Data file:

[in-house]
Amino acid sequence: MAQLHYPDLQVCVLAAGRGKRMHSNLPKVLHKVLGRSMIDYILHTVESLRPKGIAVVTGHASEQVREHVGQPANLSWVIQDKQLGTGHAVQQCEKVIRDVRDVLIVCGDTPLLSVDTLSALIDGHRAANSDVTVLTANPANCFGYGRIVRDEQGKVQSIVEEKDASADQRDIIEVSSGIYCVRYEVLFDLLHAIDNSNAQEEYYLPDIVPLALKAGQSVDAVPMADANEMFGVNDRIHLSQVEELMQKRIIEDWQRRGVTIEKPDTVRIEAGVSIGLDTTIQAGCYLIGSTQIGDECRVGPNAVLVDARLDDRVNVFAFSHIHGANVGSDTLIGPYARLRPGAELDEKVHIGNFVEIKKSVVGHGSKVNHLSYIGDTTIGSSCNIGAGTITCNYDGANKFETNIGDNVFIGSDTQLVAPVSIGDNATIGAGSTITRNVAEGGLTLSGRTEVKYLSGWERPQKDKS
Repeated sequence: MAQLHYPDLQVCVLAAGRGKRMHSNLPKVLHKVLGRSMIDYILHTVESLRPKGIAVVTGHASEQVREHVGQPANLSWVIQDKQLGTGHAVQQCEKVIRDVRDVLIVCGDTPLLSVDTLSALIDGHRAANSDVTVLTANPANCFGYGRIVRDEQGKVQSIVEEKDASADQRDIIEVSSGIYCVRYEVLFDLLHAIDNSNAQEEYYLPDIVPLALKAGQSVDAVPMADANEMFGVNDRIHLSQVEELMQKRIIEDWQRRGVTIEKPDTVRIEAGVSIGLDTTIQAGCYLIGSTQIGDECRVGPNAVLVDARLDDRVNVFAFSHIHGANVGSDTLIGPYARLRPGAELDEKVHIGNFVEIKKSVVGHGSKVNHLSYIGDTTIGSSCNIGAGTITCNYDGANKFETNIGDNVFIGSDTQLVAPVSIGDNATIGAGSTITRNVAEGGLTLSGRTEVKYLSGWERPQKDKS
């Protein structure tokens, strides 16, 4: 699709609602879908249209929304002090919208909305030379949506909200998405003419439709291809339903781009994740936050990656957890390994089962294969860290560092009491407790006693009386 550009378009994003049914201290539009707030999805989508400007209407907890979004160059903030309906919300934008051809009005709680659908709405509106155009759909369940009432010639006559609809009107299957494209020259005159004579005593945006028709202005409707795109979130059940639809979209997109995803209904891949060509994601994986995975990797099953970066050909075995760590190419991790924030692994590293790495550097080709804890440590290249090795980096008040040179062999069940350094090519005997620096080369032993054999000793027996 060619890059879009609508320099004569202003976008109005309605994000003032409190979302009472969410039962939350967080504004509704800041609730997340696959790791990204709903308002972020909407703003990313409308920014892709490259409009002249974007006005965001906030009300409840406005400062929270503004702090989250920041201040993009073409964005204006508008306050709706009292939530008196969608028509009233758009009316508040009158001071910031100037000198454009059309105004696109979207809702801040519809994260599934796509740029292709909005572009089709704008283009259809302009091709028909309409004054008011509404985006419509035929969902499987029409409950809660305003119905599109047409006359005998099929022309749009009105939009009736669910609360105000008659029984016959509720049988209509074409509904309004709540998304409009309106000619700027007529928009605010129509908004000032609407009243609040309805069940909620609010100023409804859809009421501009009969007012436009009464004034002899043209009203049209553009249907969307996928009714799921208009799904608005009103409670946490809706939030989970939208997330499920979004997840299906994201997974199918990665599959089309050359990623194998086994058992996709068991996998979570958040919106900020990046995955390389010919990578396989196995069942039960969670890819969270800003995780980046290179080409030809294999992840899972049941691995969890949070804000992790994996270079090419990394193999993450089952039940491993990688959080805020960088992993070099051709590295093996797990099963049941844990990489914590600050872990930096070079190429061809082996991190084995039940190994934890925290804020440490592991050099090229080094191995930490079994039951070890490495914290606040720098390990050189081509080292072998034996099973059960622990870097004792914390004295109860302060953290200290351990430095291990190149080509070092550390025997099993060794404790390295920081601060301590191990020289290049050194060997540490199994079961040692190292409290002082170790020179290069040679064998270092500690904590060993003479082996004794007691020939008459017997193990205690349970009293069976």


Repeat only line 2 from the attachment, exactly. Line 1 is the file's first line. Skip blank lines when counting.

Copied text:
Amino acid sequence: MAQLHYPDLQVCVLAAGRGKRMHSNLPKVLHKVLGRSMIDYILHTVESLRPKGIAVVTGHASEQVREHVGQPANLSWVIQDKQLGTGHAVQQCEKVIRDVRDVLIVCGDTPLLSVDTLSALIDGHRAANSDVTVLTANPANCFGYGRIVRDEQGKVQSIVEEKDASADQRDIIEVSSGIYCVRYEVLFDLLHAIDNSNAQEEYYLPDIVPLALKAGQSVDAVPMADANEMFGVNDRIHLSQVEELMQKRIIEDWQRRGVTIEKPDTVRIEAGVSIGLDTTIQAGCYLIGSTQIGDECRVGPNAVLVDARLDDRVNVFAFSHIHGANVGSDTLIGPYARLRPGAELDEKVHIGNFVEIKKSVVGHGSKVNHLSYIGDTTIGSSCNIGAGTITCNYDGANKFETNIGDNVFIGSDTQLVAPVSIGDNATIGAGSTITRNVAEGGLTLSGRTEVKYLSGWERPQKDKS